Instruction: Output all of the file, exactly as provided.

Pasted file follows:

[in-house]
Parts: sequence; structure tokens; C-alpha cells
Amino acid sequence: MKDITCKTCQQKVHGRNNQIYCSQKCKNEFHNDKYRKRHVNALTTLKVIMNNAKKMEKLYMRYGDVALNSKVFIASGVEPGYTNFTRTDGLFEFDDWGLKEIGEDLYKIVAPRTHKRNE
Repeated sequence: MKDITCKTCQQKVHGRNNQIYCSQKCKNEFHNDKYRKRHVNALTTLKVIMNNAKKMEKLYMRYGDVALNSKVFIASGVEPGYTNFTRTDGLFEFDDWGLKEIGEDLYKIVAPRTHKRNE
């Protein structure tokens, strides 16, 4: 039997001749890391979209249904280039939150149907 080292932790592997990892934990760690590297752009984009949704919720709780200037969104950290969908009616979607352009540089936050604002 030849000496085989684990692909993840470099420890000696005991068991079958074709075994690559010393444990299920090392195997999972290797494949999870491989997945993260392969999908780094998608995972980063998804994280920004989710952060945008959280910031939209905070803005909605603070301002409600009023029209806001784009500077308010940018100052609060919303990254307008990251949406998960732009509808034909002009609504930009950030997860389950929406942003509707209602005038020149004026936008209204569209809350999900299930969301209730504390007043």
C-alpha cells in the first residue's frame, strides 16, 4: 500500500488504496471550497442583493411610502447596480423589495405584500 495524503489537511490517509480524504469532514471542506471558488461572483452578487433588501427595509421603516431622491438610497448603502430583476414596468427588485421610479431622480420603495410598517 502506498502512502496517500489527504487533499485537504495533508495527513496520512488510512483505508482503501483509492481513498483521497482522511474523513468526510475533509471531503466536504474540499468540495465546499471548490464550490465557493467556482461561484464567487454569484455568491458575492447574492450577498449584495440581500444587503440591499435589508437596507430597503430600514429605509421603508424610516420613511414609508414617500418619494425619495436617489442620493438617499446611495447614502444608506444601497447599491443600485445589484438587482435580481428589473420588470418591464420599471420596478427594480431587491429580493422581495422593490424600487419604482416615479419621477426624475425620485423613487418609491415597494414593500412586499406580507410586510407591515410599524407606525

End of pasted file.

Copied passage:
[in-house]
Parts: sequence; structure tokens; C-alpha cells
Amino acid sequence: MKDITCKTCQQKVHGRNNQIYCSQKCKNEFHNDKYRKRHVNALTTLKVIMNNAKKMEKLYMRYGDVALNSKVFIASGVEPGYTNFTRTDGLFEFDDWGLKEIGEDLYKIVAPRTHKRNE
Repeated sequence: MKDITCKTCQQKVHGRNNQIYCSQKCKNEFHNDKYRKRHVNALTTLKVIMNNAKKMEKLYMRYGDVALNSKVFIASGVEPGYTNFTRTDGLFEFDDWGLKEIGEDLYKIVAPRTHKRNE
């Protein structure tokens, strides 16, 4: 039997001749890391979209249904280039939150149907 080292932790592997990892934990760690590297752009984009949704919720709780200037969104950290969908009616979607352009540089936050604002 030849000496085989684990692909993840470099420890000696005991068991079958074709075994690559010393444990299920090392195997999972290797494949999870491989997945993260392969999908780094998608995972980063998804994280920004989710952060945008959280910031939209905070803005909605603070301002409600009023029209806001784009500077308010940018100052609060919303990254307008990251949406998960732009509808034909002009609504930009950030997860389950929406942003509707209602005038020149004026936008209204569209809350999900299930969301209730504390007043």
C-alpha cells in the first residue's frame, strides 16, 4: 500500500488504496471550497442583493411610502447596480423589495405584500 495524503489537511490517509480524504469532514471542506471558488461572483452578487433588501427595509421603516431622491438610497448603502430583476414596468427588485421610479431622480420603495410598517 502506498502512502496517500489527504487533499485537504495533508495527513496520512488510512483505508482503501483509492481513498483521497482522511474523513468526510475533509471531503466536504474540499468540495465546499471548490464550490465557493467556482461561484464567487454569484455568491458575492447574492450577498449584495440581500444587503440591499435589508437596507430597503430600514429605509421603508424610516420613511414609508414617500418619494425619495436617489442620493438617499446611495447614502444608506444601497447599491443600485445589484438587482435580481428589473420588470418591464420599471420596478427594480431587491429580493422581495422593490424600487419604482416615479419621477426624475425620485423613487418609491415597494414593500412586499406580507410586510407591515410599524407606525